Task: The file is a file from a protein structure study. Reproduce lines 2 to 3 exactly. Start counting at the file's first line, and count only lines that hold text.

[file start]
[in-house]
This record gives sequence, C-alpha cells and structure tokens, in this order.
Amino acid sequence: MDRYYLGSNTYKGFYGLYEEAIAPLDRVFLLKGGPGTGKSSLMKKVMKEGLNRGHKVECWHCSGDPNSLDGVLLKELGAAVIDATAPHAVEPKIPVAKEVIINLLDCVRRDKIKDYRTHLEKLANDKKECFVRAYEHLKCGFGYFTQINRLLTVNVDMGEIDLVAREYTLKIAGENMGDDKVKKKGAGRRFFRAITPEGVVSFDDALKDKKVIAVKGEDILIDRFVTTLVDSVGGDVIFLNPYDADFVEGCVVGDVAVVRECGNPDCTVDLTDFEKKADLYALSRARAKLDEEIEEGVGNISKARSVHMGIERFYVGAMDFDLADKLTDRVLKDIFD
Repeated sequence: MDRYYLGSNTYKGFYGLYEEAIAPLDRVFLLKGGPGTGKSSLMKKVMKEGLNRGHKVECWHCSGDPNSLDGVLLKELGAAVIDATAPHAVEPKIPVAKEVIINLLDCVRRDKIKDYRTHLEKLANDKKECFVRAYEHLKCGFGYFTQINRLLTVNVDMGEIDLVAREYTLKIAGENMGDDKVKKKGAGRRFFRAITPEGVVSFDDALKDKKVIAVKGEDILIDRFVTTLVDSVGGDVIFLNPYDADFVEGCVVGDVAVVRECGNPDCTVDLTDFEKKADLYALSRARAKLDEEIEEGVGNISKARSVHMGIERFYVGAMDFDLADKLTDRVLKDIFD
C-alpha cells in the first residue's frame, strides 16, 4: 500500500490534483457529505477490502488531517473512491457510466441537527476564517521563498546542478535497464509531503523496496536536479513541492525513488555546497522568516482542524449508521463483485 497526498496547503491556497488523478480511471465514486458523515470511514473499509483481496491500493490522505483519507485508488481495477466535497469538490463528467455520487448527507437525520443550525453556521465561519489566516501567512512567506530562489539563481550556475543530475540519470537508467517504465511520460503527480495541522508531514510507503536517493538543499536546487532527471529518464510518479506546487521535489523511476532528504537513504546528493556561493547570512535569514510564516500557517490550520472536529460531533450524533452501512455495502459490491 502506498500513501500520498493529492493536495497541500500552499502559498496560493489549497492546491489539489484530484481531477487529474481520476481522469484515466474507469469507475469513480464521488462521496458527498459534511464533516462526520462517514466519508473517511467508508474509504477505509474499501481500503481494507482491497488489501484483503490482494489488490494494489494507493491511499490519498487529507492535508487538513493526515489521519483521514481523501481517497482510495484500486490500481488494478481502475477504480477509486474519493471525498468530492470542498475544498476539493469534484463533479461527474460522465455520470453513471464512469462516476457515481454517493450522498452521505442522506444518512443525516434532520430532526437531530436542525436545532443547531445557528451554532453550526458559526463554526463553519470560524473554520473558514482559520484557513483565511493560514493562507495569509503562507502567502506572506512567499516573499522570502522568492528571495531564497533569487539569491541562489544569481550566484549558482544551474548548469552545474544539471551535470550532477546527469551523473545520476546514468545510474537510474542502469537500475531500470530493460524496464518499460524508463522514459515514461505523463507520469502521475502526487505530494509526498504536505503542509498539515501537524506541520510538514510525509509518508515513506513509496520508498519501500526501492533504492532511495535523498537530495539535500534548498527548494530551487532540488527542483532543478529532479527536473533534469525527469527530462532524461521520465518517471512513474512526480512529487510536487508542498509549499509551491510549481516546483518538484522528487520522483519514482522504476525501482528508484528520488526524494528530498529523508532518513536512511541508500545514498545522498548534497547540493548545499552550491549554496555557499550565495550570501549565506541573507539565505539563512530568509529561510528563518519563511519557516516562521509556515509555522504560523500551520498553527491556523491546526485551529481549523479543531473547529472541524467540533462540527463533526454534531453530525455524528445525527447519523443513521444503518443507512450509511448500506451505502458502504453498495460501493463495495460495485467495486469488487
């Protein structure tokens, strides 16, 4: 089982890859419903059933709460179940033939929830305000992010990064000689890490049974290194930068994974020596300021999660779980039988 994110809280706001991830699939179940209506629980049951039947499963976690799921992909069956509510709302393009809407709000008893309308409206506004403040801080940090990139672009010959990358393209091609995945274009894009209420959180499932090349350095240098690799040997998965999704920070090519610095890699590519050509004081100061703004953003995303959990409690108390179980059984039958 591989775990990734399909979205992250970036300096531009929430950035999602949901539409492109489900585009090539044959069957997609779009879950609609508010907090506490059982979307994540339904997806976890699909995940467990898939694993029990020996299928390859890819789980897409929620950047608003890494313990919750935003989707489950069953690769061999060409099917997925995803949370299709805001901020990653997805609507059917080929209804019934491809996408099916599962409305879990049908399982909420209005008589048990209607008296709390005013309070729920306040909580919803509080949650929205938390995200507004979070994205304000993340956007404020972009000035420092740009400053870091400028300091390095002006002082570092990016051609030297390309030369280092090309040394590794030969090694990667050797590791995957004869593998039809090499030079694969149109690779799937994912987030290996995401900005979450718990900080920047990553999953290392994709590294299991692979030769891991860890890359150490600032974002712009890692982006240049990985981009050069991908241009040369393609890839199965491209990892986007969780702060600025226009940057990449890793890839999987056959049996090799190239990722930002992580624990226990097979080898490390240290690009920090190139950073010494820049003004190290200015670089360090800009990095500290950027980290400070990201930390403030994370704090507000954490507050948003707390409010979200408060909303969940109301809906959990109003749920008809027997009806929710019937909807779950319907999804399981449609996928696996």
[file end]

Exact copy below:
This record gives sequence, C-alpha cells and structure tokens, in this order.
Amino acid sequence: MDRYYLGSNTYKGFYGLYEEAIAPLDRVFLLKGGPGTGKSSLMKKVMKEGLNRGHKVECWHCSGDPNSLDGVLLKELGAAVIDATAPHAVEPKIPVAKEVIINLLDCVRRDKIKDYRTHLEKLANDKKECFVRAYEHLKCGFGYFTQINRLLTVNVDMGEIDLVAREYTLKIAGENMGDDKVKKKGAGRRFFRAITPEGVVSFDDALKDKKVIAVKGEDILIDRFVTTLVDSVGGDVIFLNPYDADFVEGCVVGDVAVVRECGNPDCTVDLTDFEKKADLYALSRARAKLDEEIEEGVGNISKARSVHMGIERFYVGAMDFDLADKLTDRVLKDIFD